“Ohio is the most important state in the country,” wrote Washington Post commentator Chris Cillizza in 2012, possibly looking to highlight how incumbent Barack Obama held the largest polling lead there. Obama’s message secured the Rust Belt for Democrats in 2008 and 2012, but in 2016 and 2020, this advantage melted away. In the 2022 midterms, given strong chances for the GOP to pick up Democrat-held congressional seats, Ohio remains of towering electoral importance—and it has now become Republicans’ state to lose.
The victory of Donald Trump–endorsed J. D. Vance in Ohio’s Republican Senate primary demonstrates the state’s ongoing shift. Vance, a U.S. Marine Corps veteran, conservative intellectual, and author of the acclaimed memoir Hillbilly Elegy, has favored aggressively anti-establishment proposals like seizing the assets of left-wing universities and political nonprofits and firing every federal bureaucrat. He won 32 percent of the vote in a five-way primary. An Info Strategy Northeast (ISNE) poll of voters in Ohio’s ninth congressional district, which stretches along the coast of Lake Erie from Toledo to Cleveland but contains a mix of urban and rural voters, provides a cross-section of the state. Respondents attested to a strong rightward drift: 30 percent said that they had become more conservative since 2016, and only 21 percent more liberal.
The Republican who won the OH-9 primary for the House of Representatives, J. R. Majewski, also showed surprising strength in ISNE’s poll. Despite having almost zero name recognition and facing a 39-year incumbent in November, Majewski polled within five percentage points of his Democratic opponent. Majewski is more than a Trump-endorsed candidate: he refers to himself as “Ultra MAGA,” raised $20,000 to bring 30 Ohioans to the January 6 “Save America” rally, and painted his front lawn with a “Trump 2020” banner. The Cook Political Report has rated OH-9 an R+3 district for the 2022 midterm election, and FiveThirtyEight rates the race as a 48–49 split leaning Democrat, which suggests that Majewski is likely to close his polling gap soon.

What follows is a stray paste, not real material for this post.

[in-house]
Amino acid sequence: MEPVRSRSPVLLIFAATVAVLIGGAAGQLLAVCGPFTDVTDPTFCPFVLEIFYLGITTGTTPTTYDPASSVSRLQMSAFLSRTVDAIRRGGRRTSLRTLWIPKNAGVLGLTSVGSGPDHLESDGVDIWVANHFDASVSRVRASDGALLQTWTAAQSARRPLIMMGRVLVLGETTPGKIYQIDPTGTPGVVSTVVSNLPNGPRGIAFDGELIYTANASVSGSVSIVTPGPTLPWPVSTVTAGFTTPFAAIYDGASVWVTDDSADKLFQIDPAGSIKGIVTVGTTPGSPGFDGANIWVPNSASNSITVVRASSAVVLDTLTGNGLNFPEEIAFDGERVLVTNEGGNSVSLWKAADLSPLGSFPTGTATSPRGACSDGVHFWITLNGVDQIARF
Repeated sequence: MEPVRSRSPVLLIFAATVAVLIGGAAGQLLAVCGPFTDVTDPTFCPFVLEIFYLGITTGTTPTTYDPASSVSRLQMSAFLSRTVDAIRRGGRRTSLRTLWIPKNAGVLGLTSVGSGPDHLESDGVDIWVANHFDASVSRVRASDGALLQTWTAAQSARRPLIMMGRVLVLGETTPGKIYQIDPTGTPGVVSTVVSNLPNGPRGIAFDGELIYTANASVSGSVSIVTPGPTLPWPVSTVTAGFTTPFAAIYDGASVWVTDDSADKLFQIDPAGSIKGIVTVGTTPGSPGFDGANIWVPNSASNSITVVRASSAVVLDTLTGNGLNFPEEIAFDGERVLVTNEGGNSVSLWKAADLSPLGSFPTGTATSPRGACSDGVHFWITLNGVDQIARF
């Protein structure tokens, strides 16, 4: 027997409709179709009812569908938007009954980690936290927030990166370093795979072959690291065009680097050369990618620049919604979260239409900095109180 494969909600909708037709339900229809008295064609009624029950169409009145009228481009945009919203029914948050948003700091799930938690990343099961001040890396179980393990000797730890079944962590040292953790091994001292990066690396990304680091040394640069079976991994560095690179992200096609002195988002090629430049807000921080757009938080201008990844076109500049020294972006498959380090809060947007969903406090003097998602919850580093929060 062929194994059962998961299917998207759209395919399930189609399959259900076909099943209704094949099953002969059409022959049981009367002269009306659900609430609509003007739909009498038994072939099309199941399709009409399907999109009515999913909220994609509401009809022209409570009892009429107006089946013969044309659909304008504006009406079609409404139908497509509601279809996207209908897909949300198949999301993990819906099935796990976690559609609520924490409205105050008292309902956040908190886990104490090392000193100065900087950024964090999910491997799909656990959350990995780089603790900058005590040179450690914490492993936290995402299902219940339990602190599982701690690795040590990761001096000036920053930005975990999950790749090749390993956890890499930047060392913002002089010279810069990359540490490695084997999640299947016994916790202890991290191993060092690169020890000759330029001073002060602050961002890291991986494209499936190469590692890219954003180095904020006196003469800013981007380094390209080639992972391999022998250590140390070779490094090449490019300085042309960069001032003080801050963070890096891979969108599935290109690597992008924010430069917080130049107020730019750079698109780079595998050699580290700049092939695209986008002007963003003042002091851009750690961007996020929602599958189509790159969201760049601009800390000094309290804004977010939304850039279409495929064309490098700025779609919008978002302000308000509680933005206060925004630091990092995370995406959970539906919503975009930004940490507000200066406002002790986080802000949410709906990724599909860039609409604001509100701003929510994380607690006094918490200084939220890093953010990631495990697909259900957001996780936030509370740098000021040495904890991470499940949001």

Another Republican primary winner is conservative media personality and former Miss Ohio Madison Gilbert, whose endorsement from Trump led her to victory over a slate of more moderate candidates in the OH-13 (Akron–Youngstown) primary. OH-13 is the current congressional seat of Tim Ryan, winner of the Democratic Senate primary, who will face Vance in November. Gilbert, who grew up in the Pittsburgh and Cleveland areas, endorsed Trump in 2016 through her Washington Times “Millennial Mindset” column. Still, the Cook Political Report rates the district as a dead heat between Gilbert and her Democratic opponent, current state representative Emilia Sykes.
In OH-7, first-time candidate Max Miller stormed through the Republican primary, capturing 71 percent of the vote, and will almost certainly win the strongly Republican seat in November. Miller cut his political teeth in the Trumpian movement. After serving in the Marine Corps, he worked for the Trump campaign in 2016, eventually becoming a Trump appointee to the Treasury Department and then the White House, where he gained a reputation as one of the president’s most loyal supporters. He backed Trump’s decision-making at key moments, including during the George Floyd riots and after the 2020 election. In August, Miller plans to marry his fiancée Emily Moreno, the daughter of former Senate primary candidate Bernie Moreno, who dropped out in February and endorsed Vance after meeting with Trump at Mar-a-Lago.